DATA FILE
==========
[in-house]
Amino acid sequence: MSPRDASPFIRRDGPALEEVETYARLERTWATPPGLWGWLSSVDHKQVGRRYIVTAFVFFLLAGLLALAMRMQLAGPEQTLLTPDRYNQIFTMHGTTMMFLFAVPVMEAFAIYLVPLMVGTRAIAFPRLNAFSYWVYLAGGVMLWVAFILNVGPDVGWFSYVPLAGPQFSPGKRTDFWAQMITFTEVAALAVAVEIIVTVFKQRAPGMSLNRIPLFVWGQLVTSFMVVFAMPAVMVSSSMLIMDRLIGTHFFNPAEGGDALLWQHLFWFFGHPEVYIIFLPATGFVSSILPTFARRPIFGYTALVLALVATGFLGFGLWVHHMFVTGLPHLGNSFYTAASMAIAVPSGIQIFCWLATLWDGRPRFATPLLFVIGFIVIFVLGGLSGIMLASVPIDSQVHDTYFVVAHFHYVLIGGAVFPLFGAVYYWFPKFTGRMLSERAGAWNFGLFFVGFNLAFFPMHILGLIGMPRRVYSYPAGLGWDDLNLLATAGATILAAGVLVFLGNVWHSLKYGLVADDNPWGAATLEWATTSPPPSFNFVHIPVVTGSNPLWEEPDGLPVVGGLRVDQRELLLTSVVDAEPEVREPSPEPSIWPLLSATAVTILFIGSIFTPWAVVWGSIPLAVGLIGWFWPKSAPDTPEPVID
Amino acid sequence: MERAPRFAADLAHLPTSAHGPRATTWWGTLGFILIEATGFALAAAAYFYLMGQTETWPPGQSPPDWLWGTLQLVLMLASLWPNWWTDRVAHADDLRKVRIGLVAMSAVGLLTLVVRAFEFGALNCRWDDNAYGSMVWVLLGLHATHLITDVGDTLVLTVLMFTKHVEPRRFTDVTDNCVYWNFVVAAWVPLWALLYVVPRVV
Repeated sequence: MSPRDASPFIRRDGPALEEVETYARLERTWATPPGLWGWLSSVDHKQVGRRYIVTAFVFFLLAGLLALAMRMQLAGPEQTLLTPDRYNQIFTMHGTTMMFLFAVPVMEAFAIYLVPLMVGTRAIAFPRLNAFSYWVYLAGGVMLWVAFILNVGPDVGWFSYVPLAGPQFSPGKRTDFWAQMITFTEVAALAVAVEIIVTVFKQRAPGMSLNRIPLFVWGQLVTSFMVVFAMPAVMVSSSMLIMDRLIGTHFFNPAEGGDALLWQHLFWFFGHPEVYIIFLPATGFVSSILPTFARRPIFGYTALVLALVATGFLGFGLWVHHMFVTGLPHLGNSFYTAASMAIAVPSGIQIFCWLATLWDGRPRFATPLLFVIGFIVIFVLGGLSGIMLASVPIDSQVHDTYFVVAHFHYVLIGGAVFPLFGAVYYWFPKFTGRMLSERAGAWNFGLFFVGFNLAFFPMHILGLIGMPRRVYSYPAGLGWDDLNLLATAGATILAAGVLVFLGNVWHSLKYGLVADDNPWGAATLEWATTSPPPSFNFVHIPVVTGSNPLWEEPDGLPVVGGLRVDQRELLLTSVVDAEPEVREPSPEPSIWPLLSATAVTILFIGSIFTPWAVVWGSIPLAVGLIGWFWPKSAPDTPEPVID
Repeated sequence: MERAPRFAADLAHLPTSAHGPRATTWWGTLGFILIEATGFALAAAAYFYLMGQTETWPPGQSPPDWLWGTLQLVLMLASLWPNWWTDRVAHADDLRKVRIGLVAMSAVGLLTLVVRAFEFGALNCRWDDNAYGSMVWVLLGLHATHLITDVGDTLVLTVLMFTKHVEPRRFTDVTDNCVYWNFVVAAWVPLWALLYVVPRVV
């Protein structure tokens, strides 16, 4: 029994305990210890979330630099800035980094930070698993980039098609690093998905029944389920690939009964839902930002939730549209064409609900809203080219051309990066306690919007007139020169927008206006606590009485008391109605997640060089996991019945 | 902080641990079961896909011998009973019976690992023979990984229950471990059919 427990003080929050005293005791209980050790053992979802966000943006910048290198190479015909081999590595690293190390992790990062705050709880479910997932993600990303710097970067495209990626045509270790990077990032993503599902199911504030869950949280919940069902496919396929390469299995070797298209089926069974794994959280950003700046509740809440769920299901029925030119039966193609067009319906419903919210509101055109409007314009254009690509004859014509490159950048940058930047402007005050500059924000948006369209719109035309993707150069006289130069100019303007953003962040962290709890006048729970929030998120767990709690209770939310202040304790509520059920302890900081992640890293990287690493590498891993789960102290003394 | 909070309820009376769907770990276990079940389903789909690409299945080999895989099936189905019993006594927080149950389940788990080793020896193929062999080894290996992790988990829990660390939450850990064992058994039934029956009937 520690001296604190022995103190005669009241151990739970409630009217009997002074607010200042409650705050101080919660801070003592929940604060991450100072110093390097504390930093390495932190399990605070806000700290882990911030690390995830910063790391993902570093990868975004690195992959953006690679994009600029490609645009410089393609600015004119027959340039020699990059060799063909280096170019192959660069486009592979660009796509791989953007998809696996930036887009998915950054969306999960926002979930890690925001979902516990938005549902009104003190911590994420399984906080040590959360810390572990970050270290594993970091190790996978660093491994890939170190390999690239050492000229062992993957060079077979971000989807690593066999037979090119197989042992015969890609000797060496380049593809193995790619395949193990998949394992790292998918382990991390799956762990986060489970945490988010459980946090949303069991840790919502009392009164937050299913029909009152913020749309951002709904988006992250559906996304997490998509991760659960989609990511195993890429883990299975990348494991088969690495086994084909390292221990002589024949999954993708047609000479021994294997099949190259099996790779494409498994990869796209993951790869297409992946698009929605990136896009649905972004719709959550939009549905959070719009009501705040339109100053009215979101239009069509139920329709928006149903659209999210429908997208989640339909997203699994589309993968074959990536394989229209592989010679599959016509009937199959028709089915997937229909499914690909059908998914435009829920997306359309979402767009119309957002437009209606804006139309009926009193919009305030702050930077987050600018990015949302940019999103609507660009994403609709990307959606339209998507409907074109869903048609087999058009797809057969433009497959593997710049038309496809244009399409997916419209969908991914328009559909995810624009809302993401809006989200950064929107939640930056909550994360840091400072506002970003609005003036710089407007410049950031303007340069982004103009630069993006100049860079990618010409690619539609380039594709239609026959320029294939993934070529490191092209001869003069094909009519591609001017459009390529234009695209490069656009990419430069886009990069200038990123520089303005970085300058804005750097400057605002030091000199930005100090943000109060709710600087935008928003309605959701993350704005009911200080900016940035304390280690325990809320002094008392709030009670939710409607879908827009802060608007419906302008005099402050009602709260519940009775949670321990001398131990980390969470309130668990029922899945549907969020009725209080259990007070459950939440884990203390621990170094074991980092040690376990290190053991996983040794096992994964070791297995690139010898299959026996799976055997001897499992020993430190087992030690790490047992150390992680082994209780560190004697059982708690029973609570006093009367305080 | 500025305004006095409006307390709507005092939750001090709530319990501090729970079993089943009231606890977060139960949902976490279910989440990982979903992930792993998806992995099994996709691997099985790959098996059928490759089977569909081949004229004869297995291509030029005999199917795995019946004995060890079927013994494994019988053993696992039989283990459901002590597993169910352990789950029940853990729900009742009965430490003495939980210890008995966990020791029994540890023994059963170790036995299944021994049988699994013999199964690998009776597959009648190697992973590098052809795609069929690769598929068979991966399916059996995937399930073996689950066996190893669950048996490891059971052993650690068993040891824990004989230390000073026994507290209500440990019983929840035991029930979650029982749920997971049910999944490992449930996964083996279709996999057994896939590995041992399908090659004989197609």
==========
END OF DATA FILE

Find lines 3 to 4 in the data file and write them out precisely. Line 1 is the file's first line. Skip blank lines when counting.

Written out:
Amino acid sequence: MERAPRFAADLAHLPTSAHGPRATTWWGTLGFILIEATGFALAAAAYFYLMGQTETWPPGQSPPDWLWGTLQLVLMLASLWPNWWTDRVAHADDLRKVRIGLVAMSAVGLLTLVVRAFEFGALNCRWDDNAYGSMVWVLLGLHATHLITDVGDTLVLTVLMFTKHVEPRRFTDVTDNCVYWNFVVAAWVPLWALLYVVPRVV
Repeated sequence: MSPRDASPFIRRDGPALEEVETYARLERTWATPPGLWGWLSSVDHKQVGRRYIVTAFVFFLLAGLLALAMRMQLAGPEQTLLTPDRYNQIFTMHGTTMMFLFAVPVMEAFAIYLVPLMVGTRAIAFPRLNAFSYWVYLAGGVMLWVAFILNVGPDVGWFSYVPLAGPQFSPGKRTDFWAQMITFTEVAALAVAVEIIVTVFKQRAPGMSLNRIPLFVWGQLVTSFMVVFAMPAVMVSSSMLIMDRLIGTHFFNPAEGGDALLWQHLFWFFGHPEVYIIFLPATGFVSSILPTFARRPIFGYTALVLALVATGFLGFGLWVHHMFVTGLPHLGNSFYTAASMAIAVPSGIQIFCWLATLWDGRPRFATPLLFVIGFIVIFVLGGLSGIMLASVPIDSQVHDTYFVVAHFHYVLIGGAVFPLFGAVYYWFPKFTGRMLSERAGAWNFGLFFVGFNLAFFPMHILGLIGMPRRVYSYPAGLGWDDLNLLATAGATILAAGVLVFLGNVWHSLKYGLVADDNPWGAATLEWATTSPPPSFNFVHIPVVTGSNPLWEEPDGLPVVGGLRVDQRELLLTSVVDAEPEVREPSPEPSIWPLLSATAVTILFIGSIFTPWAVVWGSIPLAVGLIGWFWPKSAPDTPEPVID